Chafing – After years of running, I still haven’t solved all of my chafing issues. Feet, thighs, crotch, nipples, the list keeps growing. It seems like some of them occur early on when you first start running. Then, after you have solved those issues and start increasing your distance, new ones pop up. Just recently, after completing a routine 8-mile run, I found two circles of blood on my shirt caused by nipple-chafing. I’ve had sore nipples before but they have never actually started bleeding. I’m sure that there are places that I didn’t even know were places that in the future will suddenly start chafing. A great way to avoid chafing is with a product called Glide which is available at any sporting goods store..
Black Toes – This is a strange affliction that causes a toe nail to turn black. It is caused by your toe being pressed against either the end of your shoe or a sock that is too tight. I had two of these one summer and currently have one that’s been there for over 5 months. It’s a little painful for the first 24 hours but then, after the pain goes away, a blister forms under the nail which gives it a black appearance that takes months to go away. Just think of it as a small badge to show that you are a runner and be proud of it.
Hemorrhoids – While this is not directly caused by running, there are a few aspects involved with endurance sports that greatly increase your chances of getting ‘roids. In fact, running is by far the most common sport for getting ‘roids. The first one is dehydration which is obviously caused by not drinking enough water during and/or after an activity. The second one is – how should I say this? Well… doing long distance activities will often put you in positions in which you are a long way from any facilities so you try a little too hard to “prepare” yourself before leaving. You know that you’ve been there. What makes ‘roids especially bad is that it can put you out of commission for several weeks.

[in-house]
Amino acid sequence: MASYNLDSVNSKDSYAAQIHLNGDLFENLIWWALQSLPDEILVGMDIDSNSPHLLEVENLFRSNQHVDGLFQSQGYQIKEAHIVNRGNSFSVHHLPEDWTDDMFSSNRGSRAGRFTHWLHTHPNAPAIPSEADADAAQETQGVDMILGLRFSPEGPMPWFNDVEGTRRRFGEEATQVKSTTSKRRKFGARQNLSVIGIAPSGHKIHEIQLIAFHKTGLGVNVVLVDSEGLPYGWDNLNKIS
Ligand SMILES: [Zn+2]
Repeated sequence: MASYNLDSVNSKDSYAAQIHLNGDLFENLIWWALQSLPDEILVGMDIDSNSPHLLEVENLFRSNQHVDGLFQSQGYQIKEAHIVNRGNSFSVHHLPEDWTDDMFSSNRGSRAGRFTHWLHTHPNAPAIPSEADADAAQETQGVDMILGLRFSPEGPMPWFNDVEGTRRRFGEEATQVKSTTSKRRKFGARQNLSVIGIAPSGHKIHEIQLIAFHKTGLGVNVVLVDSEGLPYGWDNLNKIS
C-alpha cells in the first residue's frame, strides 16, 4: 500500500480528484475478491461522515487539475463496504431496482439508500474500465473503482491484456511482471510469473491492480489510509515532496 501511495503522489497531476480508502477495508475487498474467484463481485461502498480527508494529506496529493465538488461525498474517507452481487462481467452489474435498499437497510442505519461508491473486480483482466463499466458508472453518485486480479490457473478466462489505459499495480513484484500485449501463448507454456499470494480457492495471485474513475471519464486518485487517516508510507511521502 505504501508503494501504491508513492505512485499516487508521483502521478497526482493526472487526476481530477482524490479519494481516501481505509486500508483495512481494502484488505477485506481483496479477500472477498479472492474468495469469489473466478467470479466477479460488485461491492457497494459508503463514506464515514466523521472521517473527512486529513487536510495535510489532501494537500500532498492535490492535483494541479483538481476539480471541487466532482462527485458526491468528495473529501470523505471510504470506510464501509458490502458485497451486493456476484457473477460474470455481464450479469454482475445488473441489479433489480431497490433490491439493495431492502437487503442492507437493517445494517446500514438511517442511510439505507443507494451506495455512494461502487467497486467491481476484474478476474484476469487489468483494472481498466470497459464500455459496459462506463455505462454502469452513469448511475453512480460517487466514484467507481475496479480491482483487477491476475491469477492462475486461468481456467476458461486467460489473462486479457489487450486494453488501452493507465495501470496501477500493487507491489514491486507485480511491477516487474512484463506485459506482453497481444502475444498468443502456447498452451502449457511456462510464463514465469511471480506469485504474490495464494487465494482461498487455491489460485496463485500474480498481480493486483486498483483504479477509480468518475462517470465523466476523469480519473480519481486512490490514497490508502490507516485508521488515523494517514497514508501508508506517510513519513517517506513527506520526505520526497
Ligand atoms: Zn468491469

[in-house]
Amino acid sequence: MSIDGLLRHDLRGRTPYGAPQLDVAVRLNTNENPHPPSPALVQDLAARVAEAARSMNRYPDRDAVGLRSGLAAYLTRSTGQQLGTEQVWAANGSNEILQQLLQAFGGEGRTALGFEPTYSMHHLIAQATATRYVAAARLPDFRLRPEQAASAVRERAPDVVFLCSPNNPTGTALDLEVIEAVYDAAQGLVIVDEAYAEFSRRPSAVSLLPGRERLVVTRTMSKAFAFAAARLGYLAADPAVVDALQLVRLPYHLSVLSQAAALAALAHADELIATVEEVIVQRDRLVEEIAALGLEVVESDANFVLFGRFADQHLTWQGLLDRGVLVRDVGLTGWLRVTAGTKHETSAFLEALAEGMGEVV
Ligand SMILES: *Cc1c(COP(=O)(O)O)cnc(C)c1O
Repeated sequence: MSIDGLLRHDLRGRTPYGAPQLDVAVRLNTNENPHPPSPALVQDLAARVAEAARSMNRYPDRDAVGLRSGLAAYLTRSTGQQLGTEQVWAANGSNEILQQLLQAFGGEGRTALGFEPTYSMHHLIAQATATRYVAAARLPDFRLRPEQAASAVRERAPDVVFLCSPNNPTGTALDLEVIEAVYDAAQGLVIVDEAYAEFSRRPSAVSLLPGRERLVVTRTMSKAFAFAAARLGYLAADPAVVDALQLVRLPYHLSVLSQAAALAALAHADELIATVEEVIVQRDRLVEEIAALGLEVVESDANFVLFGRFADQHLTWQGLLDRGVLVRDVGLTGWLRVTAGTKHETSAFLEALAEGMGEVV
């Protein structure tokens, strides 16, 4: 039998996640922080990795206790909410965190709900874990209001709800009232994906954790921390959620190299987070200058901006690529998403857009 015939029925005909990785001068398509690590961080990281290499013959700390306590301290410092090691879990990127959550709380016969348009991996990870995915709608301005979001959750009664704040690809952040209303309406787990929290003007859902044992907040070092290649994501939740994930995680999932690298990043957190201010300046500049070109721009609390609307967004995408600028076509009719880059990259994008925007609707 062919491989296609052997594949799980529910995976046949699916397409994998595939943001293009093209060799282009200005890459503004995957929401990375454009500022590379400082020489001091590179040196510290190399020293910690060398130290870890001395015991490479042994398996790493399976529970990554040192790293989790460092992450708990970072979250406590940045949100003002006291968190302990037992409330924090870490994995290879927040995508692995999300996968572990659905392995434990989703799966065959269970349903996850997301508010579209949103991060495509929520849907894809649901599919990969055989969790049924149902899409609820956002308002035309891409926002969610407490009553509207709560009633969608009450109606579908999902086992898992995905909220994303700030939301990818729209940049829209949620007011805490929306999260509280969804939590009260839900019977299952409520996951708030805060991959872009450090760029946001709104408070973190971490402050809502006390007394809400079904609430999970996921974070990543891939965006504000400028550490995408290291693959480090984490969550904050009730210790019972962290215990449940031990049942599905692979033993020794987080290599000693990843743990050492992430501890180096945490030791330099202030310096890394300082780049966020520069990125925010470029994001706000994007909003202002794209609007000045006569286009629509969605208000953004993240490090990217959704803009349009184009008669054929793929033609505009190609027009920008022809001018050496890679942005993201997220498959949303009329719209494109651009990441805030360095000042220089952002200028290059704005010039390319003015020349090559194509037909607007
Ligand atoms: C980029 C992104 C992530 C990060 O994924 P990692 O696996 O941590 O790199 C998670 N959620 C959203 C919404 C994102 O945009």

Posterior Tibial Tendinitis (PTT) – From what I have read, this is an inflammation of a tendon that supports the arch of your foot. It’s also called Adult Acquired Flatfoot. For me, the pain started in the right ankle. After running a few times on it, the pain spread to the interior side of the right foot. I stopped running and the pain started to go away. Word of advice: if you have this, wait for it to go away completely. Then, wait a few more days before running again. I didn’t wait long enough and went for a run. The next day it felt worse than ever. From what I’ve read, excessive stress on the forefoot from running up hills, running barefoot or changing to minimalist running shoes can cause this.
Blisters – It seems like foot blisters are real common when you first begin but luckily, they tend to be far less common after you have been running for a while. I haven’t had a blister for years but recently started tweaking my running style so I land less on my heal and noticed the beginnings of a blister on my right foot. Some added padding or a band-aid should take care of it. Pretty basic.
Wow. I hate to think of how many of these I haven’t even heard of yet? Listen, if you are relatively new to running and find this discouraging, please don’t let it keep you from running! Instead, think of these as challenges or tests to see just how devoted you are. If you never had to face any kind of a test, you would never really know. Each time that you encounter one of these challenges and pull through, you become a stronger and wiser runner. Also keep in mind that you are not alone. Almost every person you see out on the running trail could tell you about an experience with at least one of these things and the fact that they are out there means that they passed the test.